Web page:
Carnival of Souls (1962, Herk Harvey)

Carnival of Souls is another film in the “way too literal ending” genre. After seventy-five minutes (of seventy-eight) recounting its protagonist’s bewildering, terrifying experiences, the finish is a big wink and shrug. Though there’s a seemingly unintentional casting gaffe to tie the disparate narratives together. Unfortunately, that low-budget coincidence doesn’t add anything to the ending.

The film opens with lead Candace Hilligoss surviving a terrible car accident. She and her gal pals are drag racing some boys, and their car goes off a bridge; Hilligoss is the sole survivor. The opening titles are moody, beautiful lighted shots of the river, so when Hilligoss emerges, it’s in a familiar location. It sets a higher expectation than the film will achieve with recurring locations.

Hilligoss can’t remember what happened in the car—the boys have already lied to the cops about what happened, so they luck out, but it goes unexplored anyway. After a very brief recovery, Hilligoss is ready to move on to her new job at a church in Utah; she’s a professional organist, which means there’s going to be so much organ music in the movie. At the beginning, especially during the titles, it seems like Gene Moore’s music will be an asset. However, once it’s clear it’s just organ music—probably the same organ music, it’s all indistinguishable, even when the music becomes a plot point—and it’s very tiresome.

In Utah, Hilligoss hallucinates some scary ghouls around her car as she passes a closed carnival pavilion in the distance. The pavilion’s Souls’s best and worst; when Hilligoss eventually tours it, the experience is perfectly dreamy (Maurice Prather’s black and white photography is remarkable for such a low-budget effort and superb in general). But when she frequently daydreams about it, those sequences don’t have any of the dreaminess. Bill de Jarnette and Dan Palmquist do the cutting, and they’re a little too blunt about it; they’ve got no rhythm. Though with Moore’s organ music going in the background, what could they really do?

Hilligoss finds herself a room; Frances Feist’s her landlady, Sidney Berger’s the creepy sexual predator neighbor who judges Hilligoss for not being religious enough even though she works at a church. She wants to be paid for playing music in church—doesn’t it give her nightmares? Souls has a peculiar relationship with religion, especially since Hilligoss’s boss, Art Ellison, is a combination dipshit and asshole. At least he’s not a creep. Lots of the old dudes in Souls exude creep, including the local doctor (Stan Levitt), who determines Hilligoss is unfit to be in public without him evaluating her (even though he’s not qualified). Her old boss, organ manufacturer Tom McGinnis, was also a little too intrusive.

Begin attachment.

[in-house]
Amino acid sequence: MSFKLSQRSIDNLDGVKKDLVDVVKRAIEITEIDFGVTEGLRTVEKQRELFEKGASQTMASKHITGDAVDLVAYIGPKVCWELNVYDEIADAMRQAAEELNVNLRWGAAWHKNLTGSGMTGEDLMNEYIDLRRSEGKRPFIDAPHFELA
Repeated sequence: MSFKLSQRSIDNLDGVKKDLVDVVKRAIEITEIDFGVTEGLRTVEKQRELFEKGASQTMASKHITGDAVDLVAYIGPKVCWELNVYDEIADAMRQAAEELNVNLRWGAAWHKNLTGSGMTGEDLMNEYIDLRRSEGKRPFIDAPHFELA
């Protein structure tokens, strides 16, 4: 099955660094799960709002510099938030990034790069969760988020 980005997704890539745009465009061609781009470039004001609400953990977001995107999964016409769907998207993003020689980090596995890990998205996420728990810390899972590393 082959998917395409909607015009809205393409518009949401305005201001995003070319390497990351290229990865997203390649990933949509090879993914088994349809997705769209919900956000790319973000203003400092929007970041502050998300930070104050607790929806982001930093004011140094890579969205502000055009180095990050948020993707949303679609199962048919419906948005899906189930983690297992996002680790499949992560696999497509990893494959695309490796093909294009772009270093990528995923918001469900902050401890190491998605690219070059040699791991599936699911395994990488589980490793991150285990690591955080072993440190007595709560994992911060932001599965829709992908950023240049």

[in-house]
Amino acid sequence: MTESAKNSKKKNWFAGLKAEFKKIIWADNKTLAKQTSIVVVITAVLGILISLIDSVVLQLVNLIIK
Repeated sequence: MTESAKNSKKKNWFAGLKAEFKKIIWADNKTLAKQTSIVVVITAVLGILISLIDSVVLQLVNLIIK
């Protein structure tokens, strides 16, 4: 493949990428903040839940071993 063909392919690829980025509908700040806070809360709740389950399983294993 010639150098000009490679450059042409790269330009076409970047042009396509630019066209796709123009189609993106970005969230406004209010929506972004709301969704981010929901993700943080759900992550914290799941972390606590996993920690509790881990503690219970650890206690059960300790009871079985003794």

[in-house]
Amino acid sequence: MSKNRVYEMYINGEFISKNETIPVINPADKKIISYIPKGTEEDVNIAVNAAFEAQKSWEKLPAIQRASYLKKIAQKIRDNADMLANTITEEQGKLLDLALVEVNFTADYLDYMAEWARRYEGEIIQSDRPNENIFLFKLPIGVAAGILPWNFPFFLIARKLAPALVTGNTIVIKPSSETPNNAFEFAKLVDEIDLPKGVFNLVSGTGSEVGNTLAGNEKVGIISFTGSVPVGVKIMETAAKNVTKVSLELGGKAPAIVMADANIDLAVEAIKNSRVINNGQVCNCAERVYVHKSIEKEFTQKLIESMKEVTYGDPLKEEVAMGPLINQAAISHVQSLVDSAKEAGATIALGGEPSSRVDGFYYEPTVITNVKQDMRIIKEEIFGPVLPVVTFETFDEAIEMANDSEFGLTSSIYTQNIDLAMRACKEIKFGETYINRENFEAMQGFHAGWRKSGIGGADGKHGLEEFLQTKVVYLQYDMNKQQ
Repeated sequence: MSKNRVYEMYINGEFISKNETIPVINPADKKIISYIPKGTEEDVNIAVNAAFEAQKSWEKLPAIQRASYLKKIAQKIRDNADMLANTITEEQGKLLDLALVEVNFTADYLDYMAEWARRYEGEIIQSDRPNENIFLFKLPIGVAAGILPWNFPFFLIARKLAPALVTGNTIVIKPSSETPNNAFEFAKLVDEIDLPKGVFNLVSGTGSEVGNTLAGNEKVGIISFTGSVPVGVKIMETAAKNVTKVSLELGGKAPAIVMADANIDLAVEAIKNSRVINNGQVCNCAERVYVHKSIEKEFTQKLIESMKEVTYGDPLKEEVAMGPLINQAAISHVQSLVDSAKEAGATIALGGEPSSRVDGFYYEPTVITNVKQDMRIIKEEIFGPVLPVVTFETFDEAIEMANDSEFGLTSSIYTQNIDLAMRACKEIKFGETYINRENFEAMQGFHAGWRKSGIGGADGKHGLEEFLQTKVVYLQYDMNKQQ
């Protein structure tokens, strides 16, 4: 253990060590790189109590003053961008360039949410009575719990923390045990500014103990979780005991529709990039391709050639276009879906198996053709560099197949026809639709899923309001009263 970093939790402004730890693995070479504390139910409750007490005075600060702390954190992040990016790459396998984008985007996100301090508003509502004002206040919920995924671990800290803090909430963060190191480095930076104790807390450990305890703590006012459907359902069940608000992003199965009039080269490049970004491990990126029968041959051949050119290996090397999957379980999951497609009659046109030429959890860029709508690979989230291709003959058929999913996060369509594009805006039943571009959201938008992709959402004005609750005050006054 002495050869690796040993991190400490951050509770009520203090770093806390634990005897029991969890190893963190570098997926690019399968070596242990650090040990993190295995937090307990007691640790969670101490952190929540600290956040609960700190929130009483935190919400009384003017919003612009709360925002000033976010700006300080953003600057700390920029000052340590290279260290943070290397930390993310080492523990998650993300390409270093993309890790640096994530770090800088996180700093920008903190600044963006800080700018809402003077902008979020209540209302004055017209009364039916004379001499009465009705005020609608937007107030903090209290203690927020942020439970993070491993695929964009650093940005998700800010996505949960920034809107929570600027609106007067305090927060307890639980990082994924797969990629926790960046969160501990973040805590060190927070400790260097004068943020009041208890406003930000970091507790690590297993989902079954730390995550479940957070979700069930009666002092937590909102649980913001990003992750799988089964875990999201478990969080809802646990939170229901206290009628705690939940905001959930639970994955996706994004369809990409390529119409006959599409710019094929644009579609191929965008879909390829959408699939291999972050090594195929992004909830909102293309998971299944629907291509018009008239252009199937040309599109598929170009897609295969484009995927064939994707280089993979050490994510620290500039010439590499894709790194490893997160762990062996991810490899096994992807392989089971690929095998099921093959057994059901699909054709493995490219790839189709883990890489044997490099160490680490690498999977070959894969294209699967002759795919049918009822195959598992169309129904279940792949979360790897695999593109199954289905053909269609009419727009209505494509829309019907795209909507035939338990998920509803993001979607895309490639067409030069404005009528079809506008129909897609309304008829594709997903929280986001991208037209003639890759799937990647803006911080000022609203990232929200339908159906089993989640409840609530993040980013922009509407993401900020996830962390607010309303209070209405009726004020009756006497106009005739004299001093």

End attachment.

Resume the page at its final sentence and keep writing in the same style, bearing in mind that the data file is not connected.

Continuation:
All the men agree Hilligoss is a little too independent, a little too headstrong, and has too much agency, which are interesting complaints, though none of them matter in the end.

As she tries to get acclimated to her new job and surroundings, Hilligoss starts seeing one of the ghouls from her trip around town. Director Harvey plays this lead ghoul, who’s definitely creepy, but technically much less threatening than, say, Berger. No one else can see Harvey, which confuses Hilligoss, but not as much when she has fits of insubstantiality when no one else can see or hear her, and she can’t hear them either.

It’s basically a “Twilight Zone” stretched out, with less budget than the TV show and questionable performances. Hilligoss does about as well as can be expected in the lead with such thin motivation and characterization. As needed, she looks terrified, though sometimes it’s unclear why she’s not terrified by what she’s experiencing (and vice versa). Berger’s amateurish but such a creep it ends up helping. Doctor Levitt and (apparently not Mormon in Utah) preacher Ellison are just bad. Though Souls has terrible ADR from the start, the looped deliveries aren’t just poorly acted but often clearly do not match the actors’ lips. So maybe it’s not all on them. Also, the script; Levitt and Ellison are the biggest patronizing assholes in a movie full of condescending assholes.

As far as Harvey’s direction… he’s definitely got his moments. However, he can’t do a regular conversation scene, which hurts the film since it’s mostly conversation scenes. The eerie pavilion material is usually quite good, and he makes some other big swings, mainly in the first act. Once Hilligoss is settled in Utah, fending off Berger, running from ghoul Harvey, there’s basically none. Harvey instead relies on the editing, which doesn’t (no pun) cut it.

Carnival of Souls isn’t terrible. It’s got a handful of moments; John Clifford’s script doesn’t do the film (or its actors) any favors, outside—albeit pointlessly—establishing Hilligoss as a singular (for the setting) protagonist. None of it adds up, not Hilligoss, not even the eerie pavilion, but at least the cinematography maintains throughout.

Sadly, so does that organ music.

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